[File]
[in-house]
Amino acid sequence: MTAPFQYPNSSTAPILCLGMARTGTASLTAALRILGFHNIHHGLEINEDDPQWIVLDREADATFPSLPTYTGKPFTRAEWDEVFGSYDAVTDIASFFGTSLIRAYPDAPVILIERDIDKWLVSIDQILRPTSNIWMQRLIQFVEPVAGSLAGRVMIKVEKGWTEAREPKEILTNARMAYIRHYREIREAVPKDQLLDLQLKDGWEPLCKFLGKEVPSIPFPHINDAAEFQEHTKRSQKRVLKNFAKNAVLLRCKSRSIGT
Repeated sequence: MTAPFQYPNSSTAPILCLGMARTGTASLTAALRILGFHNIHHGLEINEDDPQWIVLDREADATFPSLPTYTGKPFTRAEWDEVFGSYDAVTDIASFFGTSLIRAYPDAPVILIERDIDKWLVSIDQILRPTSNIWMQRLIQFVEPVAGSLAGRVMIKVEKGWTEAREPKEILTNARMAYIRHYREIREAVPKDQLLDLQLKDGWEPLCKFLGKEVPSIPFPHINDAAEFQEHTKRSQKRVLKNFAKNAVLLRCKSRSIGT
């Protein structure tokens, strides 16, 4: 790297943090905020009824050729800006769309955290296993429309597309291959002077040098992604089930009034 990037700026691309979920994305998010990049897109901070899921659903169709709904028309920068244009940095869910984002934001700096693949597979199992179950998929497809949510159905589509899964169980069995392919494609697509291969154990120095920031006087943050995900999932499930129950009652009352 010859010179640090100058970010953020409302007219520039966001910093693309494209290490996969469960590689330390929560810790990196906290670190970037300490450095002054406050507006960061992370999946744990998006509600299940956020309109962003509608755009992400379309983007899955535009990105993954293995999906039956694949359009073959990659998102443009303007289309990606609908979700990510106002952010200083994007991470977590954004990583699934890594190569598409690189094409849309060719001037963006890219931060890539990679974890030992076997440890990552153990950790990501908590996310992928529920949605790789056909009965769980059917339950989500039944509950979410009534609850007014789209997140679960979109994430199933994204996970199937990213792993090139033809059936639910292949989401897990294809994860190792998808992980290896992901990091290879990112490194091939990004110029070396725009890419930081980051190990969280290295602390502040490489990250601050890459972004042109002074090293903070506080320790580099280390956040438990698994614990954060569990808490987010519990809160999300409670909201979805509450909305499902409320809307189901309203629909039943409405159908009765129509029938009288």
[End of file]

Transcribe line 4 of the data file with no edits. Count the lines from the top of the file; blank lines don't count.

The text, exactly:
């Protein structure tokens, strides 16, 4: 790297943090905020009824050729800006769309955290296993429309597309291959002077040098992604089930009034 990037700026691309979920994305998010990049897109901070899921659903169709709904028309920068244009940095869910984002934001700096693949597979199992179950998929497809949510159905589509899964169980069995392919494609697509291969154990120095920031006087943050995900999932499930129950009652009352 010859010179640090100058970010953020409302007219520039966001910093693309494209290490996969469960590689330390929560810790990196906290670190970037300490450095002054406050507006960061992370999946744990998006509600299940956020309109962003509608755009992400379309983007899955535009990105993954293995999906039956694949359009073959990659998102443009303007289309990606609908979700990510106002952010200083994007991470977590954004990583699934890594190569598409690189094409849309060719001037963006890219931060890539990679974890030992076997440890990552153990950790990501908590996310992928529920949605790789056909009965769980059917339950989500039944509950979410009534609850007014789209997140679960979109994430199933994204996970199937990213792993090139033809059936639910292949989401897990294809994860190792998808992980290896992901990091290879990112490194091939990004110029070396725009890419930081980051190990969280290295602390502040490489990250601050890459972004042109002074090293903070506080320790580099280390956040438990698994614990954060569990808490987010519990809160999300409670909201979805509450909305499902409320809307189901309203629909039943409405159908009765129509029938009288």